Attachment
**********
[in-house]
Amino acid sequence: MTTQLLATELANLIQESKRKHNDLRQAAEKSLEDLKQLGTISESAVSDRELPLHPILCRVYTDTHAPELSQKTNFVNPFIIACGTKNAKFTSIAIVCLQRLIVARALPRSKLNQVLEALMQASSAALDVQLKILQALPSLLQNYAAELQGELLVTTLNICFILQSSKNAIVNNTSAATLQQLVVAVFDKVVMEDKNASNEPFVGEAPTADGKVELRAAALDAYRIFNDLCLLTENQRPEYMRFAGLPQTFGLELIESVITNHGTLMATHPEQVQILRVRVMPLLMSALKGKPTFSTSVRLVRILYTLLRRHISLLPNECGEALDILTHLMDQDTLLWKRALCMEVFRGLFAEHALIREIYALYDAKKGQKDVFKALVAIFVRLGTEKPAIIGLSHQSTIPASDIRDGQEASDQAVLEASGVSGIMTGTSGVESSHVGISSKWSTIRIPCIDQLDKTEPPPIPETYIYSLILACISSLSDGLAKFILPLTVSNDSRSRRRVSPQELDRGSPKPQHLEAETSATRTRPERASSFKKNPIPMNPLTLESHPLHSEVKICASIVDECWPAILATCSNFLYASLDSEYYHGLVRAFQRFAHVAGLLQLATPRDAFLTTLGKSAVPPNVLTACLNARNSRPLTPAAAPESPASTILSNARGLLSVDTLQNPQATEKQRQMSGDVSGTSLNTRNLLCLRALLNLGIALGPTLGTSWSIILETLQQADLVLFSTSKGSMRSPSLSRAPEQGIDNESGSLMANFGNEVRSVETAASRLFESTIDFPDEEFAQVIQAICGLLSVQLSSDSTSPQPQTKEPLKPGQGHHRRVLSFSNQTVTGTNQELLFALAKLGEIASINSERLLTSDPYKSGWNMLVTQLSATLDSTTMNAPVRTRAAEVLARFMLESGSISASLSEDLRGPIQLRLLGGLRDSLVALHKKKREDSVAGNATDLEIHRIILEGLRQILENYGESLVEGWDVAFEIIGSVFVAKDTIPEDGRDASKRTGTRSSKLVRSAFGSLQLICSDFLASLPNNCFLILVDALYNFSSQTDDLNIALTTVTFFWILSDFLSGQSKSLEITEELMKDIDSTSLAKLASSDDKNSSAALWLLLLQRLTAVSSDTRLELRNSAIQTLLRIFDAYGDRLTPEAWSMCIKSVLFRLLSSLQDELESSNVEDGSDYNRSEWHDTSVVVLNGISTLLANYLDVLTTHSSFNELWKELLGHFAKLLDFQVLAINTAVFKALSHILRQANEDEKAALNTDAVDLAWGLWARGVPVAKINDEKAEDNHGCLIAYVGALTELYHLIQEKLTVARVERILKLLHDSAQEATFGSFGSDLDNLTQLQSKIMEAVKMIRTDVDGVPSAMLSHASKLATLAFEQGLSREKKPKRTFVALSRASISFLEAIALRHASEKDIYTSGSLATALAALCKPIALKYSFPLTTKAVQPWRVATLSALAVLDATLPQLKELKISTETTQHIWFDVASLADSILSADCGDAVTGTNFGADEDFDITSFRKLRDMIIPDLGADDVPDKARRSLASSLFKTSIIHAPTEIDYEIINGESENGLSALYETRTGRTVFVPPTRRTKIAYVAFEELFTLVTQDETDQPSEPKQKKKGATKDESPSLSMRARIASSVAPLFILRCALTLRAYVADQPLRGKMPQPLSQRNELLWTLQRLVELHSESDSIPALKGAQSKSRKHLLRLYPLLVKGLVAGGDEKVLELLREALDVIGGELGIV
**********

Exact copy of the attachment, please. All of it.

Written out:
[in-house]
Amino acid sequence: MTTQLLATELANLIQESKRKHNDLRQAAEKSLEDLKQLGTISESAVSDRELPLHPILCRVYTDTHAPELSQKTNFVNPFIIACGTKNAKFTSIAIVCLQRLIVARALPRSKLNQVLEALMQASSAALDVQLKILQALPSLLQNYAAELQGELLVTTLNICFILQSSKNAIVNNTSAATLQQLVVAVFDKVVMEDKNASNEPFVGEAPTADGKVELRAAALDAYRIFNDLCLLTENQRPEYMRFAGLPQTFGLELIESVITNHGTLMATHPEQVQILRVRVMPLLMSALKGKPTFSTSVRLVRILYTLLRRHISLLPNECGEALDILTHLMDQDTLLWKRALCMEVFRGLFAEHALIREIYALYDAKKGQKDVFKALVAIFVRLGTEKPAIIGLSHQSTIPASDIRDGQEASDQAVLEASGVSGIMTGTSGVESSHVGISSKWSTIRIPCIDQLDKTEPPPIPETYIYSLILACISSLSDGLAKFILPLTVSNDSRSRRRVSPQELDRGSPKPQHLEAETSATRTRPERASSFKKNPIPMNPLTLESHPLHSEVKICASIVDECWPAILATCSNFLYASLDSEYYHGLVRAFQRFAHVAGLLQLATPRDAFLTTLGKSAVPPNVLTACLNARNSRPLTPAAAPESPASTILSNARGLLSVDTLQNPQATEKQRQMSGDVSGTSLNTRNLLCLRALLNLGIALGPTLGTSWSIILETLQQADLVLFSTSKGSMRSPSLSRAPEQGIDNESGSLMANFGNEVRSVETAASRLFESTIDFPDEEFAQVIQAICGLLSVQLSSDSTSPQPQTKEPLKPGQGHHRRVLSFSNQTVTGTNQELLFALAKLGEIASINSERLLTSDPYKSGWNMLVTQLSATLDSTTMNAPVRTRAAEVLARFMLESGSISASLSEDLRGPIQLRLLGGLRDSLVALHKKKREDSVAGNATDLEIHRIILEGLRQILENYGESLVEGWDVAFEIIGSVFVAKDTIPEDGRDASKRTGTRSSKLVRSAFGSLQLICSDFLASLPNNCFLILVDALYNFSSQTDDLNIALTTVTFFWILSDFLSGQSKSLEITEELMKDIDSTSLAKLASSDDKNSSAALWLLLLQRLTAVSSDTRLELRNSAIQTLLRIFDAYGDRLTPEAWSMCIKSVLFRLLSSLQDELESSNVEDGSDYNRSEWHDTSVVVLNGISTLLANYLDVLTTHSSFNELWKELLGHFAKLLDFQVLAINTAVFKALSHILRQANEDEKAALNTDAVDLAWGLWARGVPVAKINDEKAEDNHGCLIAYVGALTELYHLIQEKLTVARVERILKLLHDSAQEATFGSFGSDLDNLTQLQSKIMEAVKMIRTDVDGVPSAMLSHASKLATLAFEQGLSREKKPKRTFVALSRASISFLEAIALRHASEKDIYTSGSLATALAALCKPIALKYSFPLTTKAVQPWRVATLSALAVLDATLPQLKELKISTETTQHIWFDVASLADSILSADCGDAVTGTNFGADEDFDITSFRKLRDMIIPDLGADDVPDKARRSLASSLFKTSIIHAPTEIDYEIINGESENGLSALYETRTGRTVFVPPTRRTKIAYVAFEELFTLVTQDETDQPSEPKQKKKGATKDESPSLSMRARIASSVAPLFILRCALTLRAYVADQPLRGKMPQPLSQRNELLWTLQRLVELHSESDSIPALKGAQSKSRKHLLRLYPLLVKGLVAGGDEKVLELLREALDVIGGELGIV